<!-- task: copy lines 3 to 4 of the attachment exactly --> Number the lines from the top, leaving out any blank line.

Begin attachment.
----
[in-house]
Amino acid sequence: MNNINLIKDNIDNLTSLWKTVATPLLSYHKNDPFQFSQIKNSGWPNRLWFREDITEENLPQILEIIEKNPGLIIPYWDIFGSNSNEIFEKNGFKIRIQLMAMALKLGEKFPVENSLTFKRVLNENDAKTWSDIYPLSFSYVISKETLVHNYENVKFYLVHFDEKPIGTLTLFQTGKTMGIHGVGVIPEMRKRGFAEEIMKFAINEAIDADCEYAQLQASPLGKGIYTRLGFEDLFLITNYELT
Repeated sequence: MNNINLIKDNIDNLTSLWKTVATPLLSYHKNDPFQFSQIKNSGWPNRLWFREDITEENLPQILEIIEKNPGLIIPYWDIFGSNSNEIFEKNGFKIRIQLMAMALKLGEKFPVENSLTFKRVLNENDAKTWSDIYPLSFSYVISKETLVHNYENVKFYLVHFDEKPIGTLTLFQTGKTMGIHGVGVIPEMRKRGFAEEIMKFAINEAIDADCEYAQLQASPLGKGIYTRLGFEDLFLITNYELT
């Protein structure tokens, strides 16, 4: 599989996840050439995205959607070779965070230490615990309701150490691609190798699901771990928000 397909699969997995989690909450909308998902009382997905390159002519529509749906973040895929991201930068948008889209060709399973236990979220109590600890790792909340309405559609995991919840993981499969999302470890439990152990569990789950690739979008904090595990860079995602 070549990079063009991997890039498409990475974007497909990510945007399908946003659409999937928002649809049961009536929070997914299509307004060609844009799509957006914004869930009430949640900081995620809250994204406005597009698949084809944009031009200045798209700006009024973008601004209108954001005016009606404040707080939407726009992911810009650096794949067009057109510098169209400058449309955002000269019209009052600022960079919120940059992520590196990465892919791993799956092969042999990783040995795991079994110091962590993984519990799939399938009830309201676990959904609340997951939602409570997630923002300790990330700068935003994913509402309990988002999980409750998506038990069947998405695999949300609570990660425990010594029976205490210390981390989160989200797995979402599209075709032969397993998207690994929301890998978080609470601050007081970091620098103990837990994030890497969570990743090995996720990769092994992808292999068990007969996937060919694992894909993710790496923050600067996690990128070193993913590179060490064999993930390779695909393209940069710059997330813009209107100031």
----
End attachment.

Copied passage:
Repeated sequence: MNNINLIKDNIDNLTSLWKTVATPLLSYHKNDPFQFSQIKNSGWPNRLWFREDITEENLPQILEIIEKNPGLIIPYWDIFGSNSNEIFEKNGFKIRIQLMAMALKLGEKFPVENSLTFKRVLNENDAKTWSDIYPLSFSYVISKETLVHNYENVKFYLVHFDEKPIGTLTLFQTGKTMGIHGVGVIPEMRKRGFAEEIMKFAINEAIDADCEYAQLQASPLGKGIYTRLGFEDLFLITNYELT
């Protein structure tokens, strides 16, 4: 599989996840050439995205959607070779965070230490615990309701150490691609190798699901771990928000 397909699969997995989690909450909308998902009382997905390159002519529509749906973040895929991201930068948008889209060709399973236990979220109590600890790792909340309405559609995991919840993981499969999302470890439990152990569990789950690739979008904090595990860079995602 070549990079063009991997890039498409990475974007497909990510945007399908946003659409999937928002649809049961009536929070997914299509307004060609844009799509957006914004869930009430949640900081995620809250994204406005597009698949084809944009031009200045798209700006009024973008601004209108954001005016009606404040707080939407726009992911810009650096794949067009057109510098169209400058449309955002000269019209009052600022960079919120940059992520590196990465892919791993799956092969042999990783040995795991079994110091962590993984519990799939399938009830309201676990959904609340997951939602409570997630923002300790990330700068935003994913509402309990988002999980409750998506038990069947998405695999949300609570990660425990010594029976205490210390981390989160989200797995979402599209075709032969397993998207690994929301890998978080609470601050007081970091620098103990837990994030890497969570990743090995996720990769092994992808292999068990007969996937060919694992894909993710790496923050600067996690990128070193993913590179060490064999993930390779695909393209940069710059997330813009209107100031």